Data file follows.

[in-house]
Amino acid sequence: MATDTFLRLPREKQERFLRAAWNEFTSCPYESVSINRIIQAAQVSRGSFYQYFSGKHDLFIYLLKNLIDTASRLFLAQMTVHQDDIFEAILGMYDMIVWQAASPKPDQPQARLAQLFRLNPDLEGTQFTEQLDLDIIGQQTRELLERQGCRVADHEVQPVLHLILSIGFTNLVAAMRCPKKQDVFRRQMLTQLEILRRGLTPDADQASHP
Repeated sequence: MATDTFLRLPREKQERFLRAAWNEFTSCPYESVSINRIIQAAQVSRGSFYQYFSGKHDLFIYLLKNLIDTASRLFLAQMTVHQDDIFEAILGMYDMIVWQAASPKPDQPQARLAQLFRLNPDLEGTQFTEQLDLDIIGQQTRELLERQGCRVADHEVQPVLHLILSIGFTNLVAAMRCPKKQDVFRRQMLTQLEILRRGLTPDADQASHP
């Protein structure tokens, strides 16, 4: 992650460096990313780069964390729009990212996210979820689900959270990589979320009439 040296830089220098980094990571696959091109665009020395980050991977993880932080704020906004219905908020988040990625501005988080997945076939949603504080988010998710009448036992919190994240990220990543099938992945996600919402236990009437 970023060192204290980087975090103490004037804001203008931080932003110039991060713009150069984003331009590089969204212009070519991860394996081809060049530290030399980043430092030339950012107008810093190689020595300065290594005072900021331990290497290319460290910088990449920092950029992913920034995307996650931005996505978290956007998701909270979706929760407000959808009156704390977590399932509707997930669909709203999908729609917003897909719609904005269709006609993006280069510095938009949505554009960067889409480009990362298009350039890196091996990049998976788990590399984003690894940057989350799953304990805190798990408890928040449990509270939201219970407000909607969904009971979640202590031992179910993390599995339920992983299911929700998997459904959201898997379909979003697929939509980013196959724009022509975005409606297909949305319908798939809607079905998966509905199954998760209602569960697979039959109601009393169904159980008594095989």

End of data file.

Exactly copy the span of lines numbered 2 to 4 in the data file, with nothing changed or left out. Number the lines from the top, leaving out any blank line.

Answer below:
Amino acid sequence: MATDTFLRLPREKQERFLRAAWNEFTSCPYESVSINRIIQAAQVSRGSFYQYFSGKHDLFIYLLKNLIDTASRLFLAQMTVHQDDIFEAILGMYDMIVWQAASPKPDQPQARLAQLFRLNPDLEGTQFTEQLDLDIIGQQTRELLERQGCRVADHEVQPVLHLILSIGFTNLVAAMRCPKKQDVFRRQMLTQLEILRRGLTPDADQASHP
Repeated sequence: MATDTFLRLPREKQERFLRAAWNEFTSCPYESVSINRIIQAAQVSRGSFYQYFSGKHDLFIYLLKNLIDTASRLFLAQMTVHQDDIFEAILGMYDMIVWQAASPKPDQPQARLAQLFRLNPDLEGTQFTEQLDLDIIGQQTRELLERQGCRVADHEVQPVLHLILSIGFTNLVAAMRCPKKQDVFRRQMLTQLEILRRGLTPDADQASHP
């Protein structure tokens, strides 16, 4: 992650460096990313780069964390729009990212996210979820689900959270990589979320009439 040296830089220098980094990571696959091109665009020395980050991977993880932080704020906004219905908020988040990625501005988080997945076939949603504080988010998710009448036992919190994240990220990543099938992945996600919402236990009437 970023060192204290980087975090103490004037804001203008931080932003110039991060713009150069984003331009590089969204212009070519991860394996081809060049530290030399980043430092030339950012107008810093190689020595300065290594005072900021331990290497290319460290910088990449920092950029992913920034995307996650931005996505978290956007998701909270979706929760407000959808009156704390977590399932509707997930669909709203999908729609917003897909719609904005269709006609993006280069510095938009949505554009960067889409480009990362298009350039890196091996990049998976788990590399984003690894940057989350799953304990805190798990408890928040449990509270939201219970407000909607969904009971979640202590031992179910993390599995339920992983299911929700998997459904959201898997379909979003697929939509980013196959724009022509975005409606297909949305319908798939809607079905998966509905199954998760209602569960697979039959109601009393169904159980008594095989």